I recently read an article talking about how healthcare facilities should expect an onslaught of patients needing reassurance that they don’t have the Ebola virus. The author reasoned that with flu season reaching its peak, symptoms will likely be mistaken for Ebola. As such, this could cause an increase in visits to emergency rooms and hospitals, even with no other reason to suspect the deadly virus.
While I was reading the article, I reflected on how Ebola has been handled both in the news and on my own recent experience.
It is clear, however, that I am not the only person who has responded this way. The media hype has certainly created a mood of panic. I can only imagine the battle that healthcare facilities are fighting every day. In addition to the fear and urgency created in the news, flu season is now in full swing, and, unfortunately, influenza and Ebola have some similar symptoms. There could likely be some hectic months ahead. The panic seems to have taken on a life of its own, an epidemic almost equal to the virus itself!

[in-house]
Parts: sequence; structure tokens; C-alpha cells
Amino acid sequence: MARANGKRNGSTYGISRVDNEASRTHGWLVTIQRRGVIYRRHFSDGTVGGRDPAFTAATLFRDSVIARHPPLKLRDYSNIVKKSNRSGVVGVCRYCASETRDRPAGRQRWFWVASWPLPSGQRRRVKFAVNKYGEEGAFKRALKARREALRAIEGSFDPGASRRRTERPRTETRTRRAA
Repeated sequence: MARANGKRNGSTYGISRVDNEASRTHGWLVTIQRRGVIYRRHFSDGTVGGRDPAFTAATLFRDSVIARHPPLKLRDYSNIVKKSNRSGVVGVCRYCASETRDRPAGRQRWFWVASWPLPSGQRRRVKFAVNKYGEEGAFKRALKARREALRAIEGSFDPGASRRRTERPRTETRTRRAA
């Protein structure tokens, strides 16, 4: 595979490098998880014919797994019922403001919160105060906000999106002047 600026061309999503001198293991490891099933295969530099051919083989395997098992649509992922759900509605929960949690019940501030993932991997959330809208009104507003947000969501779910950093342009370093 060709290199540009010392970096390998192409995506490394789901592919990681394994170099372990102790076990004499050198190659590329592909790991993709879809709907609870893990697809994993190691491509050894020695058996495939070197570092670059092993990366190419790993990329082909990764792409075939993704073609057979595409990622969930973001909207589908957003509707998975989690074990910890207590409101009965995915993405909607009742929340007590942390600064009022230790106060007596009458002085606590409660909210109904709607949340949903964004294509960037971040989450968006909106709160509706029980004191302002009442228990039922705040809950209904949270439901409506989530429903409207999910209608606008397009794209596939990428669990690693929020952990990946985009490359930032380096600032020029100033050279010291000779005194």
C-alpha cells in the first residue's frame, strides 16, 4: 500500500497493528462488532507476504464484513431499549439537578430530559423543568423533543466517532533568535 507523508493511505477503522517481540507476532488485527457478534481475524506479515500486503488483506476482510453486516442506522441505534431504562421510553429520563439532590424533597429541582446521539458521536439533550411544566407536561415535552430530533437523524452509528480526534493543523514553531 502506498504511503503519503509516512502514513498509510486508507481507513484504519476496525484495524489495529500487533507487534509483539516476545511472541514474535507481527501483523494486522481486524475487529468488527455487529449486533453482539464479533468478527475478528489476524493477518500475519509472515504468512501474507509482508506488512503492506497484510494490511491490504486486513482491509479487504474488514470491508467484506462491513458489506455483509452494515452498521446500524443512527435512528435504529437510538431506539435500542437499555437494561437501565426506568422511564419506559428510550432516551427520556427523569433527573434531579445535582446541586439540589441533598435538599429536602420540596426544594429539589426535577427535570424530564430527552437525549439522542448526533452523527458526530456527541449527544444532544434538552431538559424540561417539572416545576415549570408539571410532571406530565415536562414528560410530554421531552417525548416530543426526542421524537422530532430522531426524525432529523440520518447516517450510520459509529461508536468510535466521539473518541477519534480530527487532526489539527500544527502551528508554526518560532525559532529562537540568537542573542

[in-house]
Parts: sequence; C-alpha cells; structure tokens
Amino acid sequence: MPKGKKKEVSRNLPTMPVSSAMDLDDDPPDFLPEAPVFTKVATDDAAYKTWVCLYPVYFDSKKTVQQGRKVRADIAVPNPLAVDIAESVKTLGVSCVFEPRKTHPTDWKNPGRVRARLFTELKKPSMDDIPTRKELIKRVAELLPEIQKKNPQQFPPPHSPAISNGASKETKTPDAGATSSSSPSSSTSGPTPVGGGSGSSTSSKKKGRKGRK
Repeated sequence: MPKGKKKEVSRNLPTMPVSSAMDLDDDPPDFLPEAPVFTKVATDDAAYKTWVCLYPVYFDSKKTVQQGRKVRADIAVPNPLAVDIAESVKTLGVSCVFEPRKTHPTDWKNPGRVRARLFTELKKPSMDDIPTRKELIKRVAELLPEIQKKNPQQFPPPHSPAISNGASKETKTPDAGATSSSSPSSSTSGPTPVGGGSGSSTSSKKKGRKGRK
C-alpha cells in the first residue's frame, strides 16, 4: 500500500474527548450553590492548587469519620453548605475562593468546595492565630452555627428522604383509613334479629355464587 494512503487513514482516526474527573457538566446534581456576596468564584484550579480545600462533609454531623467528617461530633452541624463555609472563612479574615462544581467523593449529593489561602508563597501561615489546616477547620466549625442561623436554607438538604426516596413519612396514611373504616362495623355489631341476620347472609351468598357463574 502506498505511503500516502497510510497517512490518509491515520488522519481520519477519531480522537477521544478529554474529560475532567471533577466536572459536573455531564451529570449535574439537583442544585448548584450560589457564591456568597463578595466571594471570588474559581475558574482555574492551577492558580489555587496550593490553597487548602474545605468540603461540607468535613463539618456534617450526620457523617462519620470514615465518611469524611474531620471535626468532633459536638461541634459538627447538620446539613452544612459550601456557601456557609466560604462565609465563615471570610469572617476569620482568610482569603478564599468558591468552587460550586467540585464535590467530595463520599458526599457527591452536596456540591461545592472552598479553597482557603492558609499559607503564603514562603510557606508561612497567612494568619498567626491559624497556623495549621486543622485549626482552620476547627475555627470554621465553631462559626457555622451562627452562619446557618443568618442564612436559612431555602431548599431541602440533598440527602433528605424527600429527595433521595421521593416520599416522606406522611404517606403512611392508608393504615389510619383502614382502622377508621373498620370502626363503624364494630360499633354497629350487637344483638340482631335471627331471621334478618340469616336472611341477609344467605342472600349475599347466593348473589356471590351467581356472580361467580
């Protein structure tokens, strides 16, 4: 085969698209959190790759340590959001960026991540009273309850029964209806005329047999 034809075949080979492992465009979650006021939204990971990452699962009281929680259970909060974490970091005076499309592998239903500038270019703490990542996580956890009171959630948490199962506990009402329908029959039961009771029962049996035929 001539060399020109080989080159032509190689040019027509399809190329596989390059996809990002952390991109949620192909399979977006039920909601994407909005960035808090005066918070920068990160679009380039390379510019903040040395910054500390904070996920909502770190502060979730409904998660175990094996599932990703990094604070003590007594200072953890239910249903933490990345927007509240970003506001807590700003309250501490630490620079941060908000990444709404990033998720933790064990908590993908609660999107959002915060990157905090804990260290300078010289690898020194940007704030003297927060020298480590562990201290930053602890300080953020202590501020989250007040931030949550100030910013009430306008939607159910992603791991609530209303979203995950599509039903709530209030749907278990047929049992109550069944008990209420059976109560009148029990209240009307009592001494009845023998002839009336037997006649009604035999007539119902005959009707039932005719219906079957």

So, how do you treat panic? The article I read suggested that training and information are the cures. I completely agree. The better prepared you feel to handle the problem, the smaller and more manageable the problem seems. It’s like my husband always says, “Control what you can control.”
You can’t control the message that the public is getting in the news, and you can’t control the fact that the panic has coincided with flu season. However, you can control the message that you project and the tone you set.
To create a calm, rational environment at your facility, you need to reassure and empower your staff and clinicians. Beyond educating them to understand symptoms, you should address their fears and build their confidence.
Teach them best practices for working in an Ebola-contaminated environment. Go through actual drills and practice sessions of working around and disposing of hazardous materials. Train, practice, and rehearse until your staff feels comfortable with the process.
They may still have concerns, but at least you can stop the momentum of panic and shift from a reactive to a proactive environment. Then, your trained and empowered staff will not only be prepared to handle the threat of Ebola, but they will be prepared to handle the more likely threat of frightened patients. In short, they’ll be equipped to soothe patients’ fears because you’ve helped them address their own.